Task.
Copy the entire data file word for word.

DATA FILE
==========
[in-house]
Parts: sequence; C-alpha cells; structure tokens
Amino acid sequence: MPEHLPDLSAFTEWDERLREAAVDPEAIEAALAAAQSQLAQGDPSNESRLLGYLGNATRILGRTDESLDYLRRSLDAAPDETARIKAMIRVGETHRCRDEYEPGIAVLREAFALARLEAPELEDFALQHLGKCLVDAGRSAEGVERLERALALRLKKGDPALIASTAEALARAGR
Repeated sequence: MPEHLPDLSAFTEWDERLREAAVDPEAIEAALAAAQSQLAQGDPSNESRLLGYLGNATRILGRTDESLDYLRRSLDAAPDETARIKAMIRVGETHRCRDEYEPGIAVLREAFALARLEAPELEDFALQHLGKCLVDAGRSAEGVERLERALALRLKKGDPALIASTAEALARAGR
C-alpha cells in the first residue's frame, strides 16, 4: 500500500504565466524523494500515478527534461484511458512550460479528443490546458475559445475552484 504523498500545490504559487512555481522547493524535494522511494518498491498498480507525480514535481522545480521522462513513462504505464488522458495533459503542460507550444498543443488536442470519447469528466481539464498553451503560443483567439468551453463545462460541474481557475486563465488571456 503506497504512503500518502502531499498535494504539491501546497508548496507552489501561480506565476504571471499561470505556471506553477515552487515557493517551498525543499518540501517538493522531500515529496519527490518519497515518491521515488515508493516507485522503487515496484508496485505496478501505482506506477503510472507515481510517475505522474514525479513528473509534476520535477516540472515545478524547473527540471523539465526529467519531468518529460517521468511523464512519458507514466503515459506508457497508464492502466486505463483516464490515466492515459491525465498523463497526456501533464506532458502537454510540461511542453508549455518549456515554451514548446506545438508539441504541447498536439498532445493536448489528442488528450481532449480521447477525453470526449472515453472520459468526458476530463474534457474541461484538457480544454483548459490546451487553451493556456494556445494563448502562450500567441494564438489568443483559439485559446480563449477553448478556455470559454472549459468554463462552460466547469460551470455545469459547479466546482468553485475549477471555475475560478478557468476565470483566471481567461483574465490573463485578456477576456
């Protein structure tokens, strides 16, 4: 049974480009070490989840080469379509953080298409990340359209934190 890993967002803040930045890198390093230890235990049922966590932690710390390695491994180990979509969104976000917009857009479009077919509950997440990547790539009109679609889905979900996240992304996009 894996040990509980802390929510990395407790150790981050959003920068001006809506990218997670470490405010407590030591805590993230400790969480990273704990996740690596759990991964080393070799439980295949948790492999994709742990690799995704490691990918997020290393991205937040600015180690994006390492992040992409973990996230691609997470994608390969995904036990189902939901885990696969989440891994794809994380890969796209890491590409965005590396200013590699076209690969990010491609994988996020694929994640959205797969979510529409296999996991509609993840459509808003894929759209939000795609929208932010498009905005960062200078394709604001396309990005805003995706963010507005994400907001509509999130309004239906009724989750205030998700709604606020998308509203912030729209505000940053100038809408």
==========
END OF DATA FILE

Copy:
[in-house]
Parts: sequence; C-alpha cells; structure tokens
Amino acid sequence: MPEHLPDLSAFTEWDERLREAAVDPEAIEAALAAAQSQLAQGDPSNESRLLGYLGNATRILGRTDESLDYLRRSLDAAPDETARIKAMIRVGETHRCRDEYEPGIAVLREAFALARLEAPELEDFALQHLGKCLVDAGRSAEGVERLERALALRLKKGDPALIASTAEALARAGR
Repeated sequence: MPEHLPDLSAFTEWDERLREAAVDPEAIEAALAAAQSQLAQGDPSNESRLLGYLGNATRILGRTDESLDYLRRSLDAAPDETARIKAMIRVGETHRCRDEYEPGIAVLREAFALARLEAPELEDFALQHLGKCLVDAGRSAEGVERLERALALRLKKGDPALIASTAEALARAGR
C-alpha cells in the first residue's frame, strides 16, 4: 500500500504565466524523494500515478527534461484511458512550460479528443490546458475559445475552484 504523498500545490504559487512555481522547493524535494522511494518498491498498480507525480514535481522545480521522462513513462504505464488522458495533459503542460507550444498543443488536442470519447469528466481539464498553451503560443483567439468551453463545462460541474481557475486563465488571456 503506497504512503500518502502531499498535494504539491501546497508548496507552489501561480506565476504571471499561470505556471506553477515552487515557493517551498525543499518540501517538493522531500515529496519527490518519497515518491521515488515508493516507485522503487515496484508496485505496478501505482506506477503510472507515481510517475505522474514525479513528473509534476520535477516540472515545478524547473527540471523539465526529467519531468518529460517521468511523464512519458507514466503515459506508457497508464492502466486505463483516464490515466492515459491525465498523463497526456501533464506532458502537454510540461511542453508549455518549456515554451514548446506545438508539441504541447498536439498532445493536448489528442488528450481532449480521447477525453470526449472515453472520459468526458476530463474534457474541461484538457480544454483548459490546451487553451493556456494556445494563448502562450500567441494564438489568443483559439485559446480563449477553448478556455470559454472549459468554463462552460466547469460551470455545469459547479466546482468553485475549477471555475475560478478557468476565470483566471481567461483574465490573463485578456477576456
């Protein structure tokens, strides 16, 4: 049974480009070490989840080469379509953080298409990340359209934190 890993967002803040930045890198390093230890235990049922966590932690710390390695491994180990979509969104976000917009857009479009077919509950997440990547790539009109679609889905979900996240992304996009 894996040990509980802390929510990395407790150790981050959003920068001006809506990218997670470490405010407590030591805590993230400790969480990273704990996740690596759990991964080393070799439980295949948790492999994709742990690799995704490691990918997020290393991205937040600015180690994006390492992040992409973990996230691609997470994608390969995904036990189902939901885990696969989440891994794809994380890969796209890491590409965005590396200013590699076209690969990010491609994988996020694929994640959205797969979510529409296999996991509609993840459509808003894929759209939000795609929208932010498009905005960062200078394709604001396309990005805003995706963010507005994400907001509509999130309004239906009724989750205030998700709604606020998308509203912030729209505000940053100038809408």